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Thursday, February 19, 2009

Steven Wilson Insurgentes

A Drop of the Dark Stuff...
Steven Wilson

There was a time that when you started getting into a band all you had to do was buy the current album and then work your way through the back catalogue. Depending on the artist, this was usually only a couple of records at best. Anyone getting into the Steven Wilson via his first solo album will have their work out for them.

Just counting up his musical adventures via Porcupine Tree’s cinematic prog-tinged anthems or No-Man’s late night post-rock introspection are enough to make a pair of horny rabbits seem like models of celibacy.

And that’s before we start adding up the myriad side-projects bearing his name,influence and production skills. Given the extent of this musical hyperactivity one wonders how Wilson would found the time to record a solo album in the first place.

Sitting somewhere between the dramatic grandeur of Porcupine Tree and No-Man’s alone-in-a-crowd existentialism, Insurgentes, is a journey through extremes of emotions and experience.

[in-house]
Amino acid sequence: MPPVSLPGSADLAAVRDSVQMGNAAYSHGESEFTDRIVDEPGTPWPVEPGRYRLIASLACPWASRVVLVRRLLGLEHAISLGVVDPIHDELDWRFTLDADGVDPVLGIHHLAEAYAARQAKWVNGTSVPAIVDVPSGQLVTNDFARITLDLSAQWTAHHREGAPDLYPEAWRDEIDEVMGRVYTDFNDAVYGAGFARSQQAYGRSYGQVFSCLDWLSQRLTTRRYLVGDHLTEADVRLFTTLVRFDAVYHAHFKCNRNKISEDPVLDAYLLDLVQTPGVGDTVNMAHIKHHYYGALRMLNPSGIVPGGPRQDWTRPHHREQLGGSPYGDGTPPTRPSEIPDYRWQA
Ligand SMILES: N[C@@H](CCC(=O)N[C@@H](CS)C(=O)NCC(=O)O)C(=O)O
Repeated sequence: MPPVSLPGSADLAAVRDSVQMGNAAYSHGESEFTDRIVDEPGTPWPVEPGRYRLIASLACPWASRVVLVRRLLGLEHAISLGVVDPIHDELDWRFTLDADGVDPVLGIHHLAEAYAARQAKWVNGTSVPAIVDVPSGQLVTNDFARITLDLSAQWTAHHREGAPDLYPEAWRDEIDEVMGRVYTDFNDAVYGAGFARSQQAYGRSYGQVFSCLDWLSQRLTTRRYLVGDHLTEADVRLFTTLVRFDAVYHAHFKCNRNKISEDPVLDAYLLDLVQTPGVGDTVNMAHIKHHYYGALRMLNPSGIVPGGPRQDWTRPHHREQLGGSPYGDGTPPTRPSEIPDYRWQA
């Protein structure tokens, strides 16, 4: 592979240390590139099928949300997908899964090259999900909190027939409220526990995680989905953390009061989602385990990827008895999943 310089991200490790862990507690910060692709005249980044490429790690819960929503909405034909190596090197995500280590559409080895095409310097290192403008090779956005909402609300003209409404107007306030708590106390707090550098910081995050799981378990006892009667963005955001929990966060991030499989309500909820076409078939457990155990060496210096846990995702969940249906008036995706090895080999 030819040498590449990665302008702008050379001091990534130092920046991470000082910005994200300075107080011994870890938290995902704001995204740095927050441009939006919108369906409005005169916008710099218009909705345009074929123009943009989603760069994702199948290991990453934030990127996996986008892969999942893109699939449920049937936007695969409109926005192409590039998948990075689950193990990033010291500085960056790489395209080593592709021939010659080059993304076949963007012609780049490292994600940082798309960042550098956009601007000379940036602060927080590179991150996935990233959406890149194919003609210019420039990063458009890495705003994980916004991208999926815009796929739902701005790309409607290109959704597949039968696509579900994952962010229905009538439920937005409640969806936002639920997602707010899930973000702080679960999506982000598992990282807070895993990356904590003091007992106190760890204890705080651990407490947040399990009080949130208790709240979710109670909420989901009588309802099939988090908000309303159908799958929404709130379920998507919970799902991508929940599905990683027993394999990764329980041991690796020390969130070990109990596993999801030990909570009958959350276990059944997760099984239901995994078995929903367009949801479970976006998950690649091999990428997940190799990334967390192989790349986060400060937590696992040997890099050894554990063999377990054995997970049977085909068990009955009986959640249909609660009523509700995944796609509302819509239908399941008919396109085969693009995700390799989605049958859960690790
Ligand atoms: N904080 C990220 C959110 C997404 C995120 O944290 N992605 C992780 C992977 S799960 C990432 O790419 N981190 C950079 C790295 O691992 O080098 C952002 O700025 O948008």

Wilson’s sure-handed control the horizontal and the vertical propels us from diaphanous dream-states to being bull-dozed into intensely claustrophobic spaces sometimes, as in the case of Harmony Korine, during the course of one song.

Other moments of aural fireworks include a dazzling solo from guitarist Mike Outram (recently heard to similarly great effect on Theo Travis’ Double Talk), stirring orchestral arrangements with Canterbury Scene legend, Dave Stewart, and King Crimson's Tony Levin's sweet bass work.

Wilson’s favourite lyrical themes concerning individual dislocation and fragmented isolation are well to the fore and are frequently matched by his instrumental choices.

The terminal gravity of distorted guitars on Get All You Deserve compresses everything underneath to the point where Gavin Harrison’s titanic drumming is reduced to little more than persistent spikes of white noise.

Yet for all the bleakness running through much of the music, it surprisingly avoids being oppressive or maudlin. Wilson’s alchemical knack of transforming the dark stuff of life into something transcendent and hopeful is surely one of the key attractions for his ever-growing growing fan-base.

The moving appearance of Michiyo Yagi’s 17-string bass koto on the title track, whilst having a ritual solemnity about it, also becomes one of the records truly uplifting moments allowing just enough light to peep into Insugentes’ shuttered room.

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